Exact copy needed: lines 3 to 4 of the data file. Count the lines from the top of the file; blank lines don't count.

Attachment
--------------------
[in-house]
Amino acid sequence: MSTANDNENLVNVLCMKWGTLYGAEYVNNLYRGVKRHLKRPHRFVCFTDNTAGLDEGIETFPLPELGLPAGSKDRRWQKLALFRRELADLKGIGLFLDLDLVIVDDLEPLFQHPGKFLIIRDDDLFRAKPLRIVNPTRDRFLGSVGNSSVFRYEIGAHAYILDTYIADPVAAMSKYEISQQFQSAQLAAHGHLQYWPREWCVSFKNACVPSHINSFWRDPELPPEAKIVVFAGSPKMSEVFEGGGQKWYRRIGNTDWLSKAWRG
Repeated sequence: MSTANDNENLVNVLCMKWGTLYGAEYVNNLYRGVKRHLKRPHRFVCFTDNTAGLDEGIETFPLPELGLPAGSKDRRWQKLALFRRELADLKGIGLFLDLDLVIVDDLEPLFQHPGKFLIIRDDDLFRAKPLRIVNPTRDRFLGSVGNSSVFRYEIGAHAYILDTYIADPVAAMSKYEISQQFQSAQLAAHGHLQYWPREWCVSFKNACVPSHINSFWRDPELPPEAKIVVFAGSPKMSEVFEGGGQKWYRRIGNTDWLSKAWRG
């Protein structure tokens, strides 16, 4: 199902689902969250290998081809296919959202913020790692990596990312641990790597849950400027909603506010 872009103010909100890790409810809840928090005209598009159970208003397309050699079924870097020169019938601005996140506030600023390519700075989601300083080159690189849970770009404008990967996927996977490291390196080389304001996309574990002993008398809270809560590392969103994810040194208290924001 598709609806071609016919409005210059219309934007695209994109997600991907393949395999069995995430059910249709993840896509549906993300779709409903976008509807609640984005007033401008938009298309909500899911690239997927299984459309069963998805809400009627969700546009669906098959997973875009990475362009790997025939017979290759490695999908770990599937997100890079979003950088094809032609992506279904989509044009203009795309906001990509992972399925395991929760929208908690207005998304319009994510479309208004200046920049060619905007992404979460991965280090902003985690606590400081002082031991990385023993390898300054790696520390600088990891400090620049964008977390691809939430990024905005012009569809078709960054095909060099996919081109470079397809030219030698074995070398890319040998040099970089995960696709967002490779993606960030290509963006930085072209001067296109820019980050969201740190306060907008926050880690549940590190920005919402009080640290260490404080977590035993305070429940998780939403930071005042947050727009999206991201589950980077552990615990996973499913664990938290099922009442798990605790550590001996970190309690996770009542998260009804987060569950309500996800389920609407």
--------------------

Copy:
Repeated sequence: MSTANDNENLVNVLCMKWGTLYGAEYVNNLYRGVKRHLKRPHRFVCFTDNTAGLDEGIETFPLPELGLPAGSKDRRWQKLALFRRELADLKGIGLFLDLDLVIVDDLEPLFQHPGKFLIIRDDDLFRAKPLRIVNPTRDRFLGSVGNSSVFRYEIGAHAYILDTYIADPVAAMSKYEISQQFQSAQLAAHGHLQYWPREWCVSFKNACVPSHINSFWRDPELPPEAKIVVFAGSPKMSEVFEGGGQKWYRRIGNTDWLSKAWRG
């Protein structure tokens, strides 16, 4: 199902689902969250290998081809296919959202913020790692990596990312641990790597849950400027909603506010 872009103010909100890790409810809840928090005209598009159970208003397309050699079924870097020169019938601005996140506030600023390519700075989601300083080159690189849970770009404008990967996927996977490291390196080389304001996309574990002993008398809270809560590392969103994810040194208290924001 598709609806071609016919409005210059219309934007695209994109997600991907393949395999069995995430059910249709993840896509549906993300779709409903976008509807609640984005007033401008938009298309909500899911690239997927299984459309069963998805809400009627969700546009669906098959997973875009990475362009790997025939017979290759490695999908770990599937997100890079979003950088094809032609992506279904989509044009203009795309906001990509992972399925395991929760929208908690207005998304319009994510479309208004200046920049060619905007992404979460991965280090902003985690606590400081002082031991990385023993390898300054790696520390600088990891400090620049964008977390691809939430990024905005012009569809078709960054095909060099996919081109470079397809030219030698074995070398890319040998040099970089995960696709967002490779993606960030290509963006930085072209001067296109820019980050969201740190306060907008926050880690549940590190920005919402009080640290260490404080977590035993305070429940998780939403930071005042947050727009999206991201589950980077552990615990996973499913664990938290099922009442798990605790550590001996970190309690996770009542998260009804987060569950309500996800389920609407």